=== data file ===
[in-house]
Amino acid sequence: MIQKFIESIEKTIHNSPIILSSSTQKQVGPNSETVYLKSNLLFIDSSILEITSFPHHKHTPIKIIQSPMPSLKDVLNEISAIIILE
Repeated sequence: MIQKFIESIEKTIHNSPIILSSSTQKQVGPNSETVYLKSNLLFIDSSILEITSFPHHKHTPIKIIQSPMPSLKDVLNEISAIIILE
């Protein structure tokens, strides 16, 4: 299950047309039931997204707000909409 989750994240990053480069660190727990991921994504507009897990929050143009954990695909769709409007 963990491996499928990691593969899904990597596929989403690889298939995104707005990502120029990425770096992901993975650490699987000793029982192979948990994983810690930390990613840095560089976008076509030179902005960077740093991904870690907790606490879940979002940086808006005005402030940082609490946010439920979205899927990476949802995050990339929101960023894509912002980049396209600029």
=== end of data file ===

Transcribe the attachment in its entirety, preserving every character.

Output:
[in-house]
Amino acid sequence: MIQKFIESIEKTIHNSPIILSSSTQKQVGPNSETVYLKSNLLFIDSSILEITSFPHHKHTPIKIIQSPMPSLKDVLNEISAIIILE
Repeated sequence: MIQKFIESIEKTIHNSPIILSSSTQKQVGPNSETVYLKSNLLFIDSSILEITSFPHHKHTPIKIIQSPMPSLKDVLNEISAIIILE
């Protein structure tokens, strides 16, 4: 299950047309039931997204707000909409 989750994240990053480069660190727990991921994504507009897990929050143009954990695909769709409007 963990491996499928990691593969899904990597596929989403690889298939995104707005990502120029990425770096992901993975650490699987000793029982192979948990994983810690930390990613840095560089976008076509030179902005960077740093991904870690907790606490879940979002940086808006005005402030940082609490946010439920979205899927990476949802995050990339929101960023894509912002980049396209600029």